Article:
November 18, 2004
So many more state Blakely rulings
The noteworthy Blakely rulings from state courts continue to come in at a fast and furious pace (see here for more recent evidence). Already this week alone, we have more consequential rulings from Indiana, Ohio, New Jersey and Washington (and, of course, the obligatory weekly collection from California). Also, just on line is an important Delaware ruling from last week.
Though all of these decisions deserve fuller discussion, today the best I can reasonably do is provide summary highlights. I encourage readers to use the comments to note any exceptional features of these cases that merit spotlighting:
- In Benge v. State, 2004 Del. LEXIS 506 (Del. Nov. 12, 2004), the Delaware Supreme Court declared "Blakely does not impact Delaware's sentencing scheme because the SENTAC guidelines are voluntary and non-binding."
- In Lampitok v. State, 2004 WL 2590817 (Ind. App. Nov. 16, 2004), the court drops a footnote to give the "prior conviction" exception a broad application (INCourts provides more details here);
- In State v. Berry, 2004 WL 2580555, 2004-Ohio-6027 (Ohio App. 12 Dist. Nov. 15, 2004), the court articulates two bases on which the court claims Ohio's sentencing system completely escapes the application of Blakely;
- In State v. Natale, 2004 WL 2599892 (N.J. Super. A.D. Nov. 17, 2004), the court concluded New Jersey's presumptive sentencing scheme is generally impacted by Blakely (and, again, INCourts covers the highlights here);
- In State v. Alkire, 2004 WL 2580772 (Wash. App. Div. 1, Nov 15, 2004), the court upholds a sentence based on the "prior conviction" exception (and does despite the fact the defendant's "invites this court to abandon the 'crumbling foundation' of Almendarez-Torres and the prior conviction exception").
And, for continuing coverage of the continuing stream of California cases, remember that the First District Appellate Project is here keeping up with recent major rulings, and Jonathan Soglin here notes a California published opinion that apparently breaks a little new ground.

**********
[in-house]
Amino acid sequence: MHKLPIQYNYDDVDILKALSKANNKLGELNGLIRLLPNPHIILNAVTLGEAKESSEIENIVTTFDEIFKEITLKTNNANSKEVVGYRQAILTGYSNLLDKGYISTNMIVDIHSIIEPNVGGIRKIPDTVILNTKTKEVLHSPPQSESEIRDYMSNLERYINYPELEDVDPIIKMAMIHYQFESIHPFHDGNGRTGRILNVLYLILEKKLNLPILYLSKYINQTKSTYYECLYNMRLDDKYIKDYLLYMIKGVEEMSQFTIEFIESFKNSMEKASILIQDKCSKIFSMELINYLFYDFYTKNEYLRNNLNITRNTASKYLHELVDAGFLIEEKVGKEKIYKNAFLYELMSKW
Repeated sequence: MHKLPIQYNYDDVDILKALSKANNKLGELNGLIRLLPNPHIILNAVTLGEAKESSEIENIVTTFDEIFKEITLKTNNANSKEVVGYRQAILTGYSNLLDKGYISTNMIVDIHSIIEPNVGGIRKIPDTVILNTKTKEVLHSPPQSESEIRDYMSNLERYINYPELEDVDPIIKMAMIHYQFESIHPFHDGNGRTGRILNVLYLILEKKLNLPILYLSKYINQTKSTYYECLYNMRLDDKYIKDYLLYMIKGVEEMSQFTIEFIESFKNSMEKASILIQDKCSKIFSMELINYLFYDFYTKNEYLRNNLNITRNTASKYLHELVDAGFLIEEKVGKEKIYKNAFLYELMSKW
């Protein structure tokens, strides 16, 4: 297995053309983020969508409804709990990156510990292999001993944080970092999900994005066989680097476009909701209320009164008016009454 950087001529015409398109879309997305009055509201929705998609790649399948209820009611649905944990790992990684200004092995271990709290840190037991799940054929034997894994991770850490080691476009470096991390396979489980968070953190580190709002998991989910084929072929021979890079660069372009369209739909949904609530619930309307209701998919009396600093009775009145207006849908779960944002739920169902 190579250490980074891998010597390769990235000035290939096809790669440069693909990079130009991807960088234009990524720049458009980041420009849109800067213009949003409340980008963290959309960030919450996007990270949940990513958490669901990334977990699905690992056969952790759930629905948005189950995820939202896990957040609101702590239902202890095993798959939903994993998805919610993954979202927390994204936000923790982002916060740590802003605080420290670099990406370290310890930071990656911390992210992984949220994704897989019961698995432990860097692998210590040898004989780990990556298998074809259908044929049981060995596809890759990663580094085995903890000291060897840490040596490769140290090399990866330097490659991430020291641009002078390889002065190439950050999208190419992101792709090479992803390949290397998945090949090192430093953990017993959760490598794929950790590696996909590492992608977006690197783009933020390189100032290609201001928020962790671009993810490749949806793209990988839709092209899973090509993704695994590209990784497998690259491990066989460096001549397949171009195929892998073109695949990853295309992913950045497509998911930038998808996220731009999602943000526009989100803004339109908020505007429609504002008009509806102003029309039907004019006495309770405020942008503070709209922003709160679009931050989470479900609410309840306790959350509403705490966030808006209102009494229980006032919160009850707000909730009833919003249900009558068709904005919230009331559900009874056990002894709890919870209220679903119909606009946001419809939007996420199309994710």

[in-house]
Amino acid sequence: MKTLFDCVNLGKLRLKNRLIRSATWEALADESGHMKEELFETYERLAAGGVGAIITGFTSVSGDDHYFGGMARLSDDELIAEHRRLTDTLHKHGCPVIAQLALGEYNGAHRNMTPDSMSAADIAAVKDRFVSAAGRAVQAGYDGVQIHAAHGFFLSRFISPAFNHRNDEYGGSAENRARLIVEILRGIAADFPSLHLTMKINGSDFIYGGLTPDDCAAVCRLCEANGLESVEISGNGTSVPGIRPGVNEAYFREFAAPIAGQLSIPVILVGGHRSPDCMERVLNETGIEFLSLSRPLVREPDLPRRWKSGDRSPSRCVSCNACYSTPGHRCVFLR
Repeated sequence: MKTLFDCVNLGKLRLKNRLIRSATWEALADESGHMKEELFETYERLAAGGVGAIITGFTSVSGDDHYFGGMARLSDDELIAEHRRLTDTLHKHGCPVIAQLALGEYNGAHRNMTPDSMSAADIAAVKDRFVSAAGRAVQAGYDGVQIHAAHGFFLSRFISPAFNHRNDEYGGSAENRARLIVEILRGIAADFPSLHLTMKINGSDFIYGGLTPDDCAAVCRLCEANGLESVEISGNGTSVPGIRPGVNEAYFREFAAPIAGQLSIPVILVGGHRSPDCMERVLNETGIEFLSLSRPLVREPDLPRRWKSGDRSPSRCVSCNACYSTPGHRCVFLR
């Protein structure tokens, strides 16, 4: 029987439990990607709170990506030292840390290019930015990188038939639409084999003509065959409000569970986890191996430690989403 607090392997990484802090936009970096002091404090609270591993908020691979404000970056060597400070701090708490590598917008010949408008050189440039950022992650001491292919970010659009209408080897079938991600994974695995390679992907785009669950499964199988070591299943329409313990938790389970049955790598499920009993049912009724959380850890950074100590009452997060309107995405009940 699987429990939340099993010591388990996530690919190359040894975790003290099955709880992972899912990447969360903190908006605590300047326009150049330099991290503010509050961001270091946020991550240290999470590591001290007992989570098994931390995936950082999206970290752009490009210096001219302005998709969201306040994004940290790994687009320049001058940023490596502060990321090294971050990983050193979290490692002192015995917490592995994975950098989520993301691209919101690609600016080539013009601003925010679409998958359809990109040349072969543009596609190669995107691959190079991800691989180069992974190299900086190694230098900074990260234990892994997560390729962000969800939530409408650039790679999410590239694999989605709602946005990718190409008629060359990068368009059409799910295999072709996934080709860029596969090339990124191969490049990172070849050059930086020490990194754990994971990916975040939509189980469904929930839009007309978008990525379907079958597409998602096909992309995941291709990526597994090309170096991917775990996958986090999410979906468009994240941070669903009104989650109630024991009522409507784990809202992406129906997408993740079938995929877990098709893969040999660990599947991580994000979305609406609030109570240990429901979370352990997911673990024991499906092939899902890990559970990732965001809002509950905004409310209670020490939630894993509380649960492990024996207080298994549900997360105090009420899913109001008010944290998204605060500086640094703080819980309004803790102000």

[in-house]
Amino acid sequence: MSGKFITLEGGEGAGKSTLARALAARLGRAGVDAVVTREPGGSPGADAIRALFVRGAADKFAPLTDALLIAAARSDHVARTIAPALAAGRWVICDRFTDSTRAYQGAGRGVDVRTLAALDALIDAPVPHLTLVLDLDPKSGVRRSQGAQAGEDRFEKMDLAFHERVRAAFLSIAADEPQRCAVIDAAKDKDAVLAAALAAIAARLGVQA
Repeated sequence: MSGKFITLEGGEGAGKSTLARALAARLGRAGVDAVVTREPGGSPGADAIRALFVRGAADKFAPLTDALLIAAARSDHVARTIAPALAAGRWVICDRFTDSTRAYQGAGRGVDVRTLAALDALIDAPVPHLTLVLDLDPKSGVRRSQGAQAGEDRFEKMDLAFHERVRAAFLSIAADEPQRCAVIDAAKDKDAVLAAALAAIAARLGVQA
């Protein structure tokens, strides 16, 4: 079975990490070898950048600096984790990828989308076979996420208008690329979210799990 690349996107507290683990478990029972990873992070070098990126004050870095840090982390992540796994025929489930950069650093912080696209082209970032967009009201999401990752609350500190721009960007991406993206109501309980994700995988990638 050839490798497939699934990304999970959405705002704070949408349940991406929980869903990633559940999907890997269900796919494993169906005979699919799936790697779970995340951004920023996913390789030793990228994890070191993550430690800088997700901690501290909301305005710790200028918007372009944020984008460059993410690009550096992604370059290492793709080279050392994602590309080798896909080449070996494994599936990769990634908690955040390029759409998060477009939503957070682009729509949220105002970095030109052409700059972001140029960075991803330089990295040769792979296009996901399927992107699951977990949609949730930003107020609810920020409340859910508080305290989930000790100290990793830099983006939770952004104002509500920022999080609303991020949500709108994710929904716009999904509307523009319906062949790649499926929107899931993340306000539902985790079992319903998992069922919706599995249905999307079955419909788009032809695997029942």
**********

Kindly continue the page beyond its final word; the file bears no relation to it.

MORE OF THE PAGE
November 18, 2004 at 09:25 AM | Permalink
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Regarding: State v. Berry, 2004 WL 2580555, 2004-Ohio-6027 (Ohio App. 12 Dist. Nov. 15, 2004).
The rationale employed by the Twelfth District in this case is essentially that Ohio has an indefinite sentencing scheme rather than a definite sentencing scheme like that of the State of Washington. The Court stated in ¶40: "Judge Griffin and Professor Katz have suggested in their treatise, Ohio Felony Sentencing Law, that provisions such as R.C. 2929.14(B) 'are intended only to structure judicial discretion within an indeterminate sentencing scheme and not to set ceilings on sentences as occurred under the
Washington statute [reviewed in Blakely].' Griffin and Katz,Ohio Felony Sentencing Law, 482, Section 2.22. They further suggest that provisions like R.C. 2929.14(B) 'involve guidance
for determining the impact of a sentence on public protection and proportionality — determinations that have always been made
by a judge in deciding fairness and necessity of a sentence. Those are decisions that have never been consigned to juries and, thus, are not governed by the Sixth and Fourteenth Amendments to the United States Constitution.' Id."